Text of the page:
Reconstructing paleosalinity from δ18O: Coupled model simulations of the Last Glacial Maximum, Last Interglacial and Late Holocene

Max D. Holloway*, Louise C. Sime, Joy S. Singarayer, Julia C. Tindall, Paul J. Valdes

*Corresponding author for this work

Research output: Contribution to journalArticle (Academic Journal)peer-review

33 Citations (Scopus)
438 Downloads (Pure)

Abstract

Reconstructions of salinity are used to diagnose changes in the hydrological cycle and ocean circulation. A widely used method of determining past salinity uses oxygen isotope (δOw) residuals after the extraction of the global ice volume and temperature components. This method relies on a constant relationship between δOw and salinity throughout time. Here we use the isotope-enabled fully coupled General Circulation Model (GCM) HadCM3 to test the application of spatially and time-independent relationships in the reconstruction of past ocean salinity. Simulations of the Late Holocene (LH), Last Glacial Maximum (LGM), and Last Interglacial (LIG) climates are performed and benchmarked against existing compilations of stable oxygen isotopes in carbonates (δOc), which primarily reflect δOw and temperature. We find that HadCM3 produces an accurate representation of the surface ocean δOc distribution for the LH and LGM. Our simulations show considerable variability in spatial and temporal δOw-salinity relationships. Spatial gradients are generally shallower but within ~50% of the actual simulated LH to LGM and LH to LIG temporal gradients and temporal gradients calculated from multi-decadal variability are generally shallower than both spatial and actual simulated gradients. The largest sources of uncertainty in salinity reconstructions are found to be caused by changes in regional freshwater budgets, ocean circulation, and sea ice regimes. These can cause errors in salinity estimates exceeding 4 psu. Our results suggest that paleosalinity reconstructions in the South Atlantic, Indian and Tropical Pacific Oceans should be most robust, since these regions exhibit relatively constant δOw-salinity relationships across spatial and temporal scales. Largest uncertainties will affect North Atlantic and high latitude paleosalinity reconstructions. Finally, the results show that it is difficult to generate reliable salinity estimates for regions of dynamic oceanography, such as the North Atlantic, without additional constraints.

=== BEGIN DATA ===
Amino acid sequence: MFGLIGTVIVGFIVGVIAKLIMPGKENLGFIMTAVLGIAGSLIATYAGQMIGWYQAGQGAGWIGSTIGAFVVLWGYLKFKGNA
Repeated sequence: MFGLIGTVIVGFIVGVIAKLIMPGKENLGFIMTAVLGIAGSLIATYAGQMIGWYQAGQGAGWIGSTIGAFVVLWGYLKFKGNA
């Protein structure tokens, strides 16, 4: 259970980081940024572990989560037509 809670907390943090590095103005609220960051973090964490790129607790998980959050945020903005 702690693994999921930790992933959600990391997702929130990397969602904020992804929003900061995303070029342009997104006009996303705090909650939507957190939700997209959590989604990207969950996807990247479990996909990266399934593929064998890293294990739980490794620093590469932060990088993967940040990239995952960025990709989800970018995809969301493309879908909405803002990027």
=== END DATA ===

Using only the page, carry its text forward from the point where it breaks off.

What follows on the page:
Original languageEnglish
Pages (from-to)350-364
Number of pages15
JournalQuaternary Science Reviews
Volume131
Early online date1 Jul 2015
DOIs
Publication statusPublished - 1 Jan 2016

Keywords

  • Isotopes
  • Last Glacial Maximum
  • Last Interglacial
  • Oxygen-18
  • Paleoceanography
  • Paleosalinity

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